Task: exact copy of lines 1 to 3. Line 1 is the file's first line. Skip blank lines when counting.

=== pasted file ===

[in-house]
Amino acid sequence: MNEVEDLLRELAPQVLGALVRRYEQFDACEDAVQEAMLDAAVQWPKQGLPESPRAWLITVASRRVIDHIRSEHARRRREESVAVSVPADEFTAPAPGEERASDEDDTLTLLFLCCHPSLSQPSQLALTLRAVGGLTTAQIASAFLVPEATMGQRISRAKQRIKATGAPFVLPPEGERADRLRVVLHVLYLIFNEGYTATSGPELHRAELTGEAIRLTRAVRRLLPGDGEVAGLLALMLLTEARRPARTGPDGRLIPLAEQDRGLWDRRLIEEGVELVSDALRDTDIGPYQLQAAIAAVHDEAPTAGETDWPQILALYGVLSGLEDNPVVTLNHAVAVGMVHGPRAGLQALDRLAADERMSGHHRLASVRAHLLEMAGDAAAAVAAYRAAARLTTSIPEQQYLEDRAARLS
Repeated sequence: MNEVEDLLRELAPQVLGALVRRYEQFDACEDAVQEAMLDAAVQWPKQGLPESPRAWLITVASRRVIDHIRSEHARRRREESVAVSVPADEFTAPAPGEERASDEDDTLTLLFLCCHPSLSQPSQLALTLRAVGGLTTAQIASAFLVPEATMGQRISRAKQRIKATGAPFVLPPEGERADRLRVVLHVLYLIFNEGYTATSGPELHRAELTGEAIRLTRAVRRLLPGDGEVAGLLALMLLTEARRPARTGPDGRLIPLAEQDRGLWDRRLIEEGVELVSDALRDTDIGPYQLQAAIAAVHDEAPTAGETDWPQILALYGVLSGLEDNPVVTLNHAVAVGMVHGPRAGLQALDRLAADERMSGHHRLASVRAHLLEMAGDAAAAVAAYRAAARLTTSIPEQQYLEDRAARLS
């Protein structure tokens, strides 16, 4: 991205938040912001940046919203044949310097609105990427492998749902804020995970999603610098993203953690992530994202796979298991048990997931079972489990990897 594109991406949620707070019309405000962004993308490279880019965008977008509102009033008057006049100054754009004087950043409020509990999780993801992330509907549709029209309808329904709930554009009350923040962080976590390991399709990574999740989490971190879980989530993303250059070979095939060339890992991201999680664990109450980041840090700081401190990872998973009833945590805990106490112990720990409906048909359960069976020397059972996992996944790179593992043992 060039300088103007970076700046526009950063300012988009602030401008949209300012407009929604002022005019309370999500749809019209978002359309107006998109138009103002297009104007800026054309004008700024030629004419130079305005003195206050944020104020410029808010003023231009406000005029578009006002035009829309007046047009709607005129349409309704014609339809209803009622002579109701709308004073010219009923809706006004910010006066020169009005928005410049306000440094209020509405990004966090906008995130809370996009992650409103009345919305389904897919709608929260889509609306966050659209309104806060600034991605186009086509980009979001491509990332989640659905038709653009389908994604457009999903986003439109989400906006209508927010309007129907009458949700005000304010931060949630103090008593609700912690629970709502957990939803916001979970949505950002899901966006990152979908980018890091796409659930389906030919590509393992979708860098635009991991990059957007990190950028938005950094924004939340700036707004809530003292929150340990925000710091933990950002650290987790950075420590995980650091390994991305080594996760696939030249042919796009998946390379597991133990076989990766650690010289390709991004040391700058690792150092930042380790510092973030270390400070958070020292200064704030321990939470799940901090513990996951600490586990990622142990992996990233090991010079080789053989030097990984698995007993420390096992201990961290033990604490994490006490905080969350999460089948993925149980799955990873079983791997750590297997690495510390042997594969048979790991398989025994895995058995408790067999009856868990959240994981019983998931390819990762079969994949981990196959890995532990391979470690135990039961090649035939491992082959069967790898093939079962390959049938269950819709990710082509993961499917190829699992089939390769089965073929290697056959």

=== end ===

[in-house]
Amino acid sequence: MNEVEDLLRELAPQVLGALVRRYEQFDACEDAVQEAMLDAAVQWPKQGLPESPRAWLITVASRRVIDHIRSEHARRRREESVAVSVPADEFTAPAPGEERASDEDDTLTLLFLCCHPSLSQPSQLALTLRAVGGLTTAQIASAFLVPEATMGQRISRAKQRIKATGAPFVLPPEGERADRLRVVLHVLYLIFNEGYTATSGPELHRAELTGEAIRLTRAVRRLLPGDGEVAGLLALMLLTEARRPARTGPDGRLIPLAEQDRGLWDRRLIEEGVELVSDALRDTDIGPYQLQAAIAAVHDEAPTAGETDWPQILALYGVLSGLEDNPVVTLNHAVAVGMVHGPRAGLQALDRLAADERMSGHHRLASVRAHLLEMAGDAAAAVAAYRAAARLTTSIPEQQYLEDRAARLS
Repeated sequence: MNEVEDLLRELAPQVLGALVRRYEQFDACEDAVQEAMLDAAVQWPKQGLPESPRAWLITVASRRVIDHIRSEHARRRREESVAVSVPADEFTAPAPGEERASDEDDTLTLLFLCCHPSLSQPSQLALTLRAVGGLTTAQIASAFLVPEATMGQRISRAKQRIKATGAPFVLPPEGERADRLRVVLHVLYLIFNEGYTATSGPELHRAELTGEAIRLTRAVRRLLPGDGEVAGLLALMLLTEARRPARTGPDGRLIPLAEQDRGLWDRRLIEEGVELVSDALRDTDIGPYQLQAAIAAVHDEAPTAGETDWPQILALYGVLSGLEDNPVVTLNHAVAVGMVHGPRAGLQALDRLAADERMSGHHRLASVRAHLLEMAGDAAAAVAAYRAAARLTTSIPEQQYLEDRAARLS